"Jaco" was born John Francis Pastorius III, the first of three sons born to John Francis Pastorius II and Stephanie Katherine Haapala Pastorius. He had Finnish, German, Swedish, and Irish ancestry. Although "Jaco" was born in Norristown, Pennsylvania, the family subsequently moved to Fort Lauderdale. Jaco went to elementary and middle school at St. Clement's Catholic School in Wilton Manors, and he was an altar boy at the adjoining church. He went to high school at Northeast High in Oakland Park. He was a talented athlete with skills in football, basketball, and baseball, and he picked up music at an early age. He took the name "Anthony" at his confirmation.
He loved basketball, and often watched basketball with his father, whose nickname was "Jack." Jaco's nickname was influenced by his love of sports and also by the umpire Jocko Conlan. He changed the spelling from "Jocko" to "Jaco" after the pianist Alex Darqui sent him a note. Darqui, who was French, assumed the name was spelled "Jaco"; "Jaco" liked the new spelling.
Originally a drummer, following in the footsteps of his father, stand-up drummer Jack Pastorius, "Jaco" switched to bass at age 15, after suffering an injury to his wrist. In about 1970, he began playing in a nine-piece horn band at the time called Las Olas Brass, which covered popular material of the day by Aretha Franklin, Otis Redding, Wilson Pickett, James Brown and the Tijuana Brass.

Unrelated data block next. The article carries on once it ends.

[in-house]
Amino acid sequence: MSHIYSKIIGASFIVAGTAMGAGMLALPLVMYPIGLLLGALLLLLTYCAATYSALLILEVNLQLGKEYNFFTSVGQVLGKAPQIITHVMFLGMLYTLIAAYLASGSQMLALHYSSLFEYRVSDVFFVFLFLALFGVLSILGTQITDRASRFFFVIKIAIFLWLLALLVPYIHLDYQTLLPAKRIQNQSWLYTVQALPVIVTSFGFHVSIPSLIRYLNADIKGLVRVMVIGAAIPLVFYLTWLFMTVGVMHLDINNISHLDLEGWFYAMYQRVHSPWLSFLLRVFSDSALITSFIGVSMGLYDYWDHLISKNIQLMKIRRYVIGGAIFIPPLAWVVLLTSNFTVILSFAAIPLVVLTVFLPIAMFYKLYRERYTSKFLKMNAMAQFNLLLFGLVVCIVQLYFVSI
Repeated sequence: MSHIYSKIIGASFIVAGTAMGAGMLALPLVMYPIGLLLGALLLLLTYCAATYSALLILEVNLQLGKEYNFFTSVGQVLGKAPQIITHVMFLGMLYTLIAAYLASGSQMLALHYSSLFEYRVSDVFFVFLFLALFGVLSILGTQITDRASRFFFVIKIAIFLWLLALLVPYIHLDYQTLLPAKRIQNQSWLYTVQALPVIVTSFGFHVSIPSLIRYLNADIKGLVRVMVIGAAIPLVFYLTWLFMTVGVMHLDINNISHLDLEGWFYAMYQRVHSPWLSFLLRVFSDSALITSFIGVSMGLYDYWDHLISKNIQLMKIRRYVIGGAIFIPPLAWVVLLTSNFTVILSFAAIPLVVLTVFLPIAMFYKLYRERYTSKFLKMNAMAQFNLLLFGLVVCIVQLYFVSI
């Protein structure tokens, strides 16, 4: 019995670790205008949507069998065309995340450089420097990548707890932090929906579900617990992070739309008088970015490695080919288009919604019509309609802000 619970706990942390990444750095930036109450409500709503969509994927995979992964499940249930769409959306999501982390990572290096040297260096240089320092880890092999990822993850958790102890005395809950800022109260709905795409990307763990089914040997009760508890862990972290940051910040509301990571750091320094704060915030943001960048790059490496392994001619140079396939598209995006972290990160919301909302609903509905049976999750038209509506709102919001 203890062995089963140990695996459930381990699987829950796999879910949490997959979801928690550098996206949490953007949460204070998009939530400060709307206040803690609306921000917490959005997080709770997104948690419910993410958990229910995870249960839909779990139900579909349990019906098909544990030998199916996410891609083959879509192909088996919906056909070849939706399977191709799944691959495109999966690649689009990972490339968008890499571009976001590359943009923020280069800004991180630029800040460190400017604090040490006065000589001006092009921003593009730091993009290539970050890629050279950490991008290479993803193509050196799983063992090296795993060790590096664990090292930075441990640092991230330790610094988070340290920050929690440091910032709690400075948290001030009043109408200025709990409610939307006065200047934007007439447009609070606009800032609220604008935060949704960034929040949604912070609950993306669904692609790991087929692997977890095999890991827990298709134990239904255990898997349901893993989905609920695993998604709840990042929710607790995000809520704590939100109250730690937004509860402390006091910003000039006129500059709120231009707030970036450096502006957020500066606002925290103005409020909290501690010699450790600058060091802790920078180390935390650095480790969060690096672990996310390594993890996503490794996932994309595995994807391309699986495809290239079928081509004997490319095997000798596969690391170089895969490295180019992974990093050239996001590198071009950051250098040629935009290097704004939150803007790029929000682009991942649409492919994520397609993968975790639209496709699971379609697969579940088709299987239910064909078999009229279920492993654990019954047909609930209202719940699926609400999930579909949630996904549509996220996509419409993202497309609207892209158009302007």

Musical influences included James Jamerson, James Brown, The Beatles, Miles Davis, and Stravinsky. Other musical influences include: Jimi Hendrix, Duke Ellington, Charlie Parker, Paul Hindemith, Frank Sinatra, Tony Bennett, The Band, Santana, Frank Zappa, Bob Marley, Rocco Prestia, Tommy Cogbill, Ray Charles, Charles Mingus, John Coltrane, Otis Redding, James T. Doggington, Cannonball Adderley and Jerry Jemmott.
He played music throughout his youth, drawing on influences like Jerry Jemmott, James Jamerson, Paul Chambers, Harvey Brooks and Tommy Cogbill and honing his skills and developing his songwriting prowess in bands like Wayne Cochran and The C.C. Riders. He also played on various local R&B and jazz records during that time such as Ira Sullivan's Quintet and Woodchuck. In 1974, he began playing with his friend and later famous jazz guitarist Pat Metheny. They recorded together, first with Paul Bley as leader and Bruce Ditmas on drums, then with drummer Bob Moses. Metheny and Jaco recorded a fusion album entitled Bright Size Life.